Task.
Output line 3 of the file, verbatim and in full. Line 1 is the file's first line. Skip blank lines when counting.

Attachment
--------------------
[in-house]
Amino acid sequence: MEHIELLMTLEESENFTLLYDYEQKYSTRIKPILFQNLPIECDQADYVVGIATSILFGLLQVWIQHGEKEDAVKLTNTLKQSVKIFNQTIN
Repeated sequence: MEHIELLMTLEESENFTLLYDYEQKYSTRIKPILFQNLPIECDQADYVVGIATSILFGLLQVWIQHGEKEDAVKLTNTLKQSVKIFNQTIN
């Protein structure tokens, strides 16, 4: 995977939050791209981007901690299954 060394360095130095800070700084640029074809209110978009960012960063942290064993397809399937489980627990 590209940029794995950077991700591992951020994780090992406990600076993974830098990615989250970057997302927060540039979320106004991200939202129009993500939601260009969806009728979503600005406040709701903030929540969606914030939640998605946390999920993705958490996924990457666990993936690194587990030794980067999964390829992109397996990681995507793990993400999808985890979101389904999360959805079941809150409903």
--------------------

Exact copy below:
Repeated sequence: MEHIELLMTLEESENFTLLYDYEQKYSTRIKPILFQNLPIECDQADYVVGIATSILFGLLQVWIQHGEKEDAVKLTNTLKQSVKIFNQTIN